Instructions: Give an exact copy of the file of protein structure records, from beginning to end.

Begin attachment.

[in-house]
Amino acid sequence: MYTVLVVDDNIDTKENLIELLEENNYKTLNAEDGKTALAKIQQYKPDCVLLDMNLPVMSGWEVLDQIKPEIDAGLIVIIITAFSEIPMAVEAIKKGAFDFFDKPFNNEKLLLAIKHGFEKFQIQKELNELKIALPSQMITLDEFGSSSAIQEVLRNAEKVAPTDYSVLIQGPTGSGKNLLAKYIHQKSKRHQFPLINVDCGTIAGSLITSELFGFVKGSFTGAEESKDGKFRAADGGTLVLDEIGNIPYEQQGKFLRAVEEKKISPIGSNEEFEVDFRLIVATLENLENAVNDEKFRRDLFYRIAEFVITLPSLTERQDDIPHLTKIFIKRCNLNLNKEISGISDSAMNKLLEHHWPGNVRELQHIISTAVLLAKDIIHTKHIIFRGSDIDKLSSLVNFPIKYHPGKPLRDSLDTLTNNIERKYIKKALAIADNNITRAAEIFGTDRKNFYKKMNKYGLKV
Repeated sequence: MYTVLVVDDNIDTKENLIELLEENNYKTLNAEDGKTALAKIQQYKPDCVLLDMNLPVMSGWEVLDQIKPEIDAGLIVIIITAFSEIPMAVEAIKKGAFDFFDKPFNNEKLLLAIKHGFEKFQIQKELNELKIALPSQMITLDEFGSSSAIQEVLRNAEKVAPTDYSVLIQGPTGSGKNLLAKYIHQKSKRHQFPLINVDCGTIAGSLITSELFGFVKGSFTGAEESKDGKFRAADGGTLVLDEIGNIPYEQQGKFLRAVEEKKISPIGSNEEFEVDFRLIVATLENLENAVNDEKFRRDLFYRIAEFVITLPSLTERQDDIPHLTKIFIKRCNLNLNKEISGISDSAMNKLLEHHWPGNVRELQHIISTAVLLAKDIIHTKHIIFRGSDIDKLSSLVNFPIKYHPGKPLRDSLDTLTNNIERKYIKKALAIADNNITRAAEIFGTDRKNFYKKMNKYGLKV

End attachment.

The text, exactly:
[in-house]
Amino acid sequence: MYTVLVVDDNIDTKENLIELLEENNYKTLNAEDGKTALAKIQQYKPDCVLLDMNLPVMSGWEVLDQIKPEIDAGLIVIIITAFSEIPMAVEAIKKGAFDFFDKPFNNEKLLLAIKHGFEKFQIQKELNELKIALPSQMITLDEFGSSSAIQEVLRNAEKVAPTDYSVLIQGPTGSGKNLLAKYIHQKSKRHQFPLINVDCGTIAGSLITSELFGFVKGSFTGAEESKDGKFRAADGGTLVLDEIGNIPYEQQGKFLRAVEEKKISPIGSNEEFEVDFRLIVATLENLENAVNDEKFRRDLFYRIAEFVITLPSLTERQDDIPHLTKIFIKRCNLNLNKEISGISDSAMNKLLEHHWPGNVRELQHIISTAVLLAKDIIHTKHIIFRGSDIDKLSSLVNFPIKYHPGKPLRDSLDTLTNNIERKYIKKALAIADNNITRAAEIFGTDRKNFYKKMNKYGLKV
Repeated sequence: MYTVLVVDDNIDTKENLIELLEENNYKTLNAEDGKTALAKIQQYKPDCVLLDMNLPVMSGWEVLDQIKPEIDAGLIVIIITAFSEIPMAVEAIKKGAFDFFDKPFNNEKLLLAIKHGFEKFQIQKELNELKIALPSQMITLDEFGSSSAIQEVLRNAEKVAPTDYSVLIQGPTGSGKNLLAKYIHQKSKRHQFPLINVDCGTIAGSLITSELFGFVKGSFTGAEESKDGKFRAADGGTLVLDEIGNIPYEQQGKFLRAVEEKKISPIGSNEEFEVDFRLIVATLENLENAVNDEKFRRDLFYRIAEFVITLPSLTERQDDIPHLTKIFIKRCNLNLNKEISGISDSAMNKLLEHHWPGNVRELQHIISTAVLLAKDIIHTKHIIFRGSDIDKLSSLVNFPIKYHPGKPLRDSLDTLTNNIERKYIKKALAIADNNITRAAEIFGTDRKNFYKKMNKYGLKV